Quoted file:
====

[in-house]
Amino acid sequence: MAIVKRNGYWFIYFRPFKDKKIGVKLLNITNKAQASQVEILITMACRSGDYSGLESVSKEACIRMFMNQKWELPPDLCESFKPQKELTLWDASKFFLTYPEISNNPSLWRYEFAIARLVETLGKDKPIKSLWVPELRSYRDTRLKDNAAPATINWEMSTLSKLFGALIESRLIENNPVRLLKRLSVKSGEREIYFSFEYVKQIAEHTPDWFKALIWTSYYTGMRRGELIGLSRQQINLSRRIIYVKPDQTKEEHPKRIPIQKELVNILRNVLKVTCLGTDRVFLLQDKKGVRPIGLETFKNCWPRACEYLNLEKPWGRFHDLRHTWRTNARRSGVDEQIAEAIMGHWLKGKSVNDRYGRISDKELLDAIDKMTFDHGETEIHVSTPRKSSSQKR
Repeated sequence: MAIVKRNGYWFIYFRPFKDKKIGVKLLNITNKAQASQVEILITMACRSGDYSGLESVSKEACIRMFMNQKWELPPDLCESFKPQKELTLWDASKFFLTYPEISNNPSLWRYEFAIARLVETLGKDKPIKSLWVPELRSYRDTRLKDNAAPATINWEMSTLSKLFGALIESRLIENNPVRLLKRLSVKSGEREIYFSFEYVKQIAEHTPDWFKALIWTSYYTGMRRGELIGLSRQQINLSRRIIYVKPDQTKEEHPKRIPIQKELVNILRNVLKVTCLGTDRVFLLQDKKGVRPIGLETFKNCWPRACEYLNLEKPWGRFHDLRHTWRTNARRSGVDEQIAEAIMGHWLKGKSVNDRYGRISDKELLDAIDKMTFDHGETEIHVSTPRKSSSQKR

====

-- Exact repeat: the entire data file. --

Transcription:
[in-house]
Amino acid sequence: MAIVKRNGYWFIYFRPFKDKKIGVKLLNITNKAQASQVEILITMACRSGDYSGLESVSKEACIRMFMNQKWELPPDLCESFKPQKELTLWDASKFFLTYPEISNNPSLWRYEFAIARLVETLGKDKPIKSLWVPELRSYRDTRLKDNAAPATINWEMSTLSKLFGALIESRLIENNPVRLLKRLSVKSGEREIYFSFEYVKQIAEHTPDWFKALIWTSYYTGMRRGELIGLSRQQINLSRRIIYVKPDQTKEEHPKRIPIQKELVNILRNVLKVTCLGTDRVFLLQDKKGVRPIGLETFKNCWPRACEYLNLEKPWGRFHDLRHTWRTNARRSGVDEQIAEAIMGHWLKGKSVNDRYGRISDKELLDAIDKMTFDHGETEIHVSTPRKSSSQKR
Repeated sequence: MAIVKRNGYWFIYFRPFKDKKIGVKLLNITNKAQASQVEILITMACRSGDYSGLESVSKEACIRMFMNQKWELPPDLCESFKPQKELTLWDASKFFLTYPEISNNPSLWRYEFAIARLVETLGKDKPIKSLWVPELRSYRDTRLKDNAAPATINWEMSTLSKLFGALIESRLIENNPVRLLKRLSVKSGEREIYFSFEYVKQIAEHTPDWFKALIWTSYYTGMRRGELIGLSRQQINLSRRIIYVKPDQTKEEHPKRIPIQKELVNILRNVLKVTCLGTDRVFLLQDKKGVRPIGLETFKNCWPRACEYLNLEKPWGRFHDLRHTWRTNARRSGVDEQIAEAIMGHWLKGKSVNDRYGRISDKELLDAIDKMTFDHGETEIHVSTPRKSSSQKR